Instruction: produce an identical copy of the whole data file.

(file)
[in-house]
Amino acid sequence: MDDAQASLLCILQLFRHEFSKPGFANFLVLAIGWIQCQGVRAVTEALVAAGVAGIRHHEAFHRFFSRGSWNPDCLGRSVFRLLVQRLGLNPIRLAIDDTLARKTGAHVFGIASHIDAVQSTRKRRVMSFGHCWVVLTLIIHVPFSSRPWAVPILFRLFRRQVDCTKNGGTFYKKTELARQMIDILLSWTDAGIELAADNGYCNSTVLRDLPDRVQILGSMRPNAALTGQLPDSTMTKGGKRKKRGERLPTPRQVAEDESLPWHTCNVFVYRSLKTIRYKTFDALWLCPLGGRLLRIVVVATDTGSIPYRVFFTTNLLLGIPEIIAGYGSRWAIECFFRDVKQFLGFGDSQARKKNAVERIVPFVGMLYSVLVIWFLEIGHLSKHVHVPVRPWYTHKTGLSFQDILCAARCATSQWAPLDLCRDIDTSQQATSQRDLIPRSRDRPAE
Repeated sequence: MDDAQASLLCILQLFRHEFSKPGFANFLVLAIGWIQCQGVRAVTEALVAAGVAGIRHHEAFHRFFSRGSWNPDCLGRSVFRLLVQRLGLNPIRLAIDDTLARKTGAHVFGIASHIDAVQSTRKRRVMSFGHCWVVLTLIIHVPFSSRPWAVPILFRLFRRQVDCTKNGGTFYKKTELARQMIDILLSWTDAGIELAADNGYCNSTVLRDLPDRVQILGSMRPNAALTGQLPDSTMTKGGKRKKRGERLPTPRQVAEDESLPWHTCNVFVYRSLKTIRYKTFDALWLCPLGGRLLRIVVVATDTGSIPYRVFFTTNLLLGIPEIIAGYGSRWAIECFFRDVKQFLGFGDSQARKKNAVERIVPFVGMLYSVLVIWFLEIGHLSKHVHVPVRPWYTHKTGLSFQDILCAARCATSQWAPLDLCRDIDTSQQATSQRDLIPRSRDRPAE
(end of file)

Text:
[in-house]
Amino acid sequence: MDDAQASLLCILQLFRHEFSKPGFANFLVLAIGWIQCQGVRAVTEALVAAGVAGIRHHEAFHRFFSRGSWNPDCLGRSVFRLLVQRLGLNPIRLAIDDTLARKTGAHVFGIASHIDAVQSTRKRRVMSFGHCWVVLTLIIHVPFSSRPWAVPILFRLFRRQVDCTKNGGTFYKKTELARQMIDILLSWTDAGIELAADNGYCNSTVLRDLPDRVQILGSMRPNAALTGQLPDSTMTKGGKRKKRGERLPTPRQVAEDESLPWHTCNVFVYRSLKTIRYKTFDALWLCPLGGRLLRIVVVATDTGSIPYRVFFTTNLLLGIPEIIAGYGSRWAIECFFRDVKQFLGFGDSQARKKNAVERIVPFVGMLYSVLVIWFLEIGHLSKHVHVPVRPWYTHKTGLSFQDILCAARCATSQWAPLDLCRDIDTSQQATSQRDLIPRSRDRPAE
Repeated sequence: MDDAQASLLCILQLFRHEFSKPGFANFLVLAIGWIQCQGVRAVTEALVAAGVAGIRHHEAFHRFFSRGSWNPDCLGRSVFRLLVQRLGLNPIRLAIDDTLARKTGAHVFGIASHIDAVQSTRKRRVMSFGHCWVVLTLIIHVPFSSRPWAVPILFRLFRRQVDCTKNGGTFYKKTELARQMIDILLSWTDAGIELAADNGYCNSTVLRDLPDRVQILGSMRPNAALTGQLPDSTMTKGGKRKKRGERLPTPRQVAEDESLPWHTCNVFVYRSLKTIRYKTFDALWLCPLGGRLLRIVVVATDTGSIPYRVFFTTNLLLGIPEIIAGYGSRWAIECFFRDVKQFLGFGDSQARKKNAVERIVPFVGMLYSVLVIWFLEIGHLSKHVHVPVRPWYTHKTGLSFQDILCAARCATSQWAPLDLCRDIDTSQQATSQRDLIPRSRDRPAE